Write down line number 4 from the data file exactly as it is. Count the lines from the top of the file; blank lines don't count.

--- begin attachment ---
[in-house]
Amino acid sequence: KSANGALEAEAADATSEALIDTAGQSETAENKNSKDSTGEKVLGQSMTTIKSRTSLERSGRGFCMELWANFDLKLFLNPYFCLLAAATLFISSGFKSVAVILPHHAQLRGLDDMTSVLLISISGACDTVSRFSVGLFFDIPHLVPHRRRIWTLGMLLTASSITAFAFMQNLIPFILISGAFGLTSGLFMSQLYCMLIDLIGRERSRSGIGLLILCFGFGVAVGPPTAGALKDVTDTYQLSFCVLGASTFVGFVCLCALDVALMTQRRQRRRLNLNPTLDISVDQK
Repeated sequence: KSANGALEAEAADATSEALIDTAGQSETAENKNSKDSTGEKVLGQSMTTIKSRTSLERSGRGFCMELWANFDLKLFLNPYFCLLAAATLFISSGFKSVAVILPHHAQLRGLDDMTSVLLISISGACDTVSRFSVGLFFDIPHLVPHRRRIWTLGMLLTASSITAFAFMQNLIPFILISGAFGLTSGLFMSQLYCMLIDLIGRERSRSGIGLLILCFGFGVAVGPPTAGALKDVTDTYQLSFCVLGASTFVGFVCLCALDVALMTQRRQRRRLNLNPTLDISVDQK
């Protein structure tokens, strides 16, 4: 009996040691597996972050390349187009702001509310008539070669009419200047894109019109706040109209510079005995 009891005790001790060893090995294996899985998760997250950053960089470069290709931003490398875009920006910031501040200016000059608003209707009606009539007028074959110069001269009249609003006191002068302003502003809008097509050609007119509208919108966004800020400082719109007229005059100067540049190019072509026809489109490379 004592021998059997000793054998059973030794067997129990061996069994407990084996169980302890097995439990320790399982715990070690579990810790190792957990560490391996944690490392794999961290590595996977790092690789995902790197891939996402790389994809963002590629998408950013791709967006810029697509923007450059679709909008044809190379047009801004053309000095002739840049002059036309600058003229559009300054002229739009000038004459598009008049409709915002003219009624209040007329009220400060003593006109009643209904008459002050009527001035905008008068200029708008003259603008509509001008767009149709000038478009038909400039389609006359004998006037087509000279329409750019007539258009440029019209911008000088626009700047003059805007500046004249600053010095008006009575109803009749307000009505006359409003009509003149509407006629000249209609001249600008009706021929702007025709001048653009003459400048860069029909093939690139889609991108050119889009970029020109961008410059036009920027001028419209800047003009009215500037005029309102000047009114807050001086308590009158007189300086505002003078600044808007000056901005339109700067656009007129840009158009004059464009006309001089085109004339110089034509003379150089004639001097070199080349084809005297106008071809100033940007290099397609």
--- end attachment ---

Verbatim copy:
């Protein structure tokens, strides 16, 4: 009996040691597996972050390349187009702001509310008539070669009419200047894109019109706040109209510079005995 009891005790001790060893090995294996899985998760997250950053960089470069290709931003490398875009920006910031501040200016000059608003209707009606009539007028074959110069001269009249609003006191002068302003502003809008097509050609007119509208919108966004800020400082719109007229005059100067540049190019072509026809489109490379 004592021998059997000793054998059973030794067997129990061996069994407990084996169980302890097995439990320790399982715990070690579990810790190792957990560490391996944690490392794999961290590595996977790092690789995902790197891939996402790389994809963002590629998408950013791709967006810029697509923007450059679709909008044809190379047009801004053309000095002739840049002059036309600058003229559009300054002229739009000038004459598009008049409709915002003219009624209040007329009220400060003593006109009643209904008459002050009527001035905008008068200029708008003259603008509509001008767009149709000038478009038909400039389609006359004998006037087509000279329409750019007539258009440029019209911008000088626009700047003059805007500046004249600053010095008006009575109803009749307000009505006359409003009509003149509407006629000249209609001249600008009706021929702007025709001048653009003459400048860069029909093939690139889609991108050119889009970029020109961008410059036009920027001028419209800047003009009215500037005029309102000047009114807050001086308590009158007189300086505002003078600044808007000056901005339109700067656009007129840009158009004059464009006309001089085109004339110089034509003379150089004639001097070199080349084809005297106008071809100033940007290099397609």